The darker side of the Google strategy?

From the Google Africa blog:

An important aspect of Google’s mission is to make information universally accessible. Unfortunately, in many less developed areas of the world, particularly countries in Africa, access to the Internet is scarce and expensive. Today, we are pleased to let you know about one way we’re helping to address this problem: by investing in O3b Networks. O3b’s mission is to provide high-speed, low-cost Internet connectivity to the “other 3 billion” people in emerging markets in Asia, Africa, Latin America and the Middle East.

Now, I realize that Google is in part generous of spirit, but I suspect that the hi-speed network and the new Chrome browser are part of a strategy to be the first mover (and the market king) in markets not yet tackled by their competitors: 3 billion future consumers.

If Google really wants to make information accessible to the poor, there’s a simple next step: get copyright owners to make Google Books open to African IP addresses. It would be the single greatest act of knowledge transfer in history.

7 thoughts on “The darker side of the Google strategy?

  1. Where does “dark side” come in? How dare Google try to build market share in Africa! It sounds a lot less dark than a lot of other companies currently doing business in Africa. In fact, it sounds pretty light.

  2. +1 to Paul.

    I don't see any negatives here to what Google is doing. In fact, they seem to be rather pragmatic. Instead of forcing (maybe coercing) IP owners to open up content, they are attempting to provide access to IP that is already free and available.

    Uh, seems like they put the horse in front of the cart. Get people internet access -> provide them with content. It's not like the Internet is lacking in content. Should anyone in a third world country wish to learn, they can readily go to Wikipedia. Or how about Stanford or MIT's free courses?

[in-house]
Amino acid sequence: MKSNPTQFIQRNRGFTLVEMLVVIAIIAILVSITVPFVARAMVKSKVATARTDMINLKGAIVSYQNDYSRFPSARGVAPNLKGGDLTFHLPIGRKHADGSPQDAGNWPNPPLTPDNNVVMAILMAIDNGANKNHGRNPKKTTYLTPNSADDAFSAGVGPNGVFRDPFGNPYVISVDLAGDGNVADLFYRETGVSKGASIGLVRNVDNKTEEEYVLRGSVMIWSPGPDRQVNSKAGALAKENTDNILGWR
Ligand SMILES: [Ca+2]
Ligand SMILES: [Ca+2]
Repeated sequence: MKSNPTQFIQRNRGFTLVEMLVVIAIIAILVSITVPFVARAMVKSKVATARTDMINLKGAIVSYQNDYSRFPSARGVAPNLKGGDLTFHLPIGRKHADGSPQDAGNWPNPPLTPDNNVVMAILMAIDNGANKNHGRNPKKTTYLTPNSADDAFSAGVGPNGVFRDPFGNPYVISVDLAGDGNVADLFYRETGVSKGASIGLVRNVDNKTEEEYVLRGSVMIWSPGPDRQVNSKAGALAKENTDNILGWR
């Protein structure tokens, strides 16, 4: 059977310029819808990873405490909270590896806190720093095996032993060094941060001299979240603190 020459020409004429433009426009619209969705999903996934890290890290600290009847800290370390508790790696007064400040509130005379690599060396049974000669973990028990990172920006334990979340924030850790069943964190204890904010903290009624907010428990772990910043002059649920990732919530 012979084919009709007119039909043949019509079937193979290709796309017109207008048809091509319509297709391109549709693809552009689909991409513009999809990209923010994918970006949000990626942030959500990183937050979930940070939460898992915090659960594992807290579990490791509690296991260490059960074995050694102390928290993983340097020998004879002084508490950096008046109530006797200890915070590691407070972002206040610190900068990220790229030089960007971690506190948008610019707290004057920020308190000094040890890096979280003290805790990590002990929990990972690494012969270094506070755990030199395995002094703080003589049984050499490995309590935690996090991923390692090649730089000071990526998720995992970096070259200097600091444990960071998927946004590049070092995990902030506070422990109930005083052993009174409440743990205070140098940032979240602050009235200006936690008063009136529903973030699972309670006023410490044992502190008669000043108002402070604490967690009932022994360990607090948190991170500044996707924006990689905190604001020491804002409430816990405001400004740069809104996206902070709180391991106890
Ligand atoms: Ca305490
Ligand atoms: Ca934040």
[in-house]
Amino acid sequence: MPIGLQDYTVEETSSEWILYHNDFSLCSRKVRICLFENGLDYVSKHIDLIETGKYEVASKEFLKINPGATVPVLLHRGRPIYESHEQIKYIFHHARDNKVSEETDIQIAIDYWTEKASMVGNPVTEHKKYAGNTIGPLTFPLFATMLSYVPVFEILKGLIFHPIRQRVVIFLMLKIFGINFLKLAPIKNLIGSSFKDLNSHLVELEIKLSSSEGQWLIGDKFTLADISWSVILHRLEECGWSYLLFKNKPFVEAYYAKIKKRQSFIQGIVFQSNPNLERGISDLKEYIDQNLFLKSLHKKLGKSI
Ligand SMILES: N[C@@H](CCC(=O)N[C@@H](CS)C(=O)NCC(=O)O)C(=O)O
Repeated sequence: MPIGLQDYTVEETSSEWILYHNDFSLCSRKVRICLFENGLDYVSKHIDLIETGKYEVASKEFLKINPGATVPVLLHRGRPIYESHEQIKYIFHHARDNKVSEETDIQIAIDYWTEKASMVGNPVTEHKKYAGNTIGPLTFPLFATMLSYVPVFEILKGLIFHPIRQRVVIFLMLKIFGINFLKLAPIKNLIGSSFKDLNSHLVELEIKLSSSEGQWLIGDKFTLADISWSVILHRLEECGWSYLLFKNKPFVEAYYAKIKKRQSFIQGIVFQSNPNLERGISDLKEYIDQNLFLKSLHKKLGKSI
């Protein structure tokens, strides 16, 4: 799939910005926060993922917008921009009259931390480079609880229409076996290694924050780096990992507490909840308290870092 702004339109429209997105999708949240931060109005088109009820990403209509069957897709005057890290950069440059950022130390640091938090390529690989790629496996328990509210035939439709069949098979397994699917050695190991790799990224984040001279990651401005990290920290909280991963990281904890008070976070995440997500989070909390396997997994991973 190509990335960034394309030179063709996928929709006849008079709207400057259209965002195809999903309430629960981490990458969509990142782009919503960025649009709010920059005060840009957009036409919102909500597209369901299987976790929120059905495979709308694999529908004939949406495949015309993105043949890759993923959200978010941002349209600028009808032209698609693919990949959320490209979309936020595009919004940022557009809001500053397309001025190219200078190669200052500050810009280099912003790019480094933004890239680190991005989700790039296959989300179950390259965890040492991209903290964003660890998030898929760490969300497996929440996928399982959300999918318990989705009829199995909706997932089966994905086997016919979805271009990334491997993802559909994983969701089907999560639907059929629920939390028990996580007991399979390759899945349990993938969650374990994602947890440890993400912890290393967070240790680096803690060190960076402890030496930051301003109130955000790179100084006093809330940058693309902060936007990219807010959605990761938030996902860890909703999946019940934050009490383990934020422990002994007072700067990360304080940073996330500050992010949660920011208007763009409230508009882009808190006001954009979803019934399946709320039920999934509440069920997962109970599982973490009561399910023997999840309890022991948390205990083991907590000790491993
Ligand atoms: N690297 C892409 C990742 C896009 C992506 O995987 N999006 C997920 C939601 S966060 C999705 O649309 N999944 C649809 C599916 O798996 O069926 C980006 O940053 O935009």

IP available to the third world without their ability to access it? That's cruel and unusual. Google's doing the right thing.

  3. I, too, am confused about how why this is labeled a “dark side”.

    1. Google Chrome: completely unrelated to Africa, completely open-source with open standards. If you doubt Google’s benevolence on this one, then you would have to question Firefox’s objectives as well: Google owns about half the Firefox development team, so essentially Google is competing against itself. All I see in Google Chrome is increased competition (which, Google Chrome is proving, is very welcome).

    2. Bringing affordable Internet to Africa is “dark”? I just don’t see that. There are already Internet providers in Africa, which provide unreliable, expensive services. Again, Google is introducing competition in a market (and fifth of the world) which desperately needs it.

    Historically, Google has expanded its empire simply by openly competing with a better product. I don’t see how much room they have left themselves to be “evil” with either Google Chrome or O3B. “The Great Firewall of Uganda?”

    Of course any big company’s moves look scary, but why these in particular?

  4. Chris, have you tried to read a book on google books in Africa? I hardly ever do because of ….. the slow connections. Youtube is free too, but I hardly ever use it here. Speed is the problem, not content.

    I’m not sure either about the chrome conspiracy. When I visited google.co.tz when chrome was released, only the english version had a link to download it, not the swahili version. Now neither have it.

    Are they looking at the next big market? Sure.

  5. Many textbooks are free, if you learn to search Indian, Chinese and Russian sites listing content of various file sharing servers. Africans really need just the fast connection, PDF readers and some advise from students in other developing countries (whether the copyright owners like it or not).

  6. * Agree with most of the above. If google wants to run to capture a 3 billion people market – they’re very welcome to do so. The faster the better, I tell you. As an African consumer, I’m happy to see Google take over the ISP market if it’ll be cheaper and faster!

    * Making google books open to Africa won’t solve the main problem — more people! — but would rather give more resources to a limited number of people (who already have access). That would be a good answer.. .to the wrong question.

    And btw — Google chrome is not impressive, compared to Firefox 3. I’ll probably wait a couple of months before downloading it, when most bugs would’ve been fixed.

  7. I live in Nairobi, and just downloaded “Hamlet” via Google Books, so either something has changed, or Dr. Blattman got some bad info.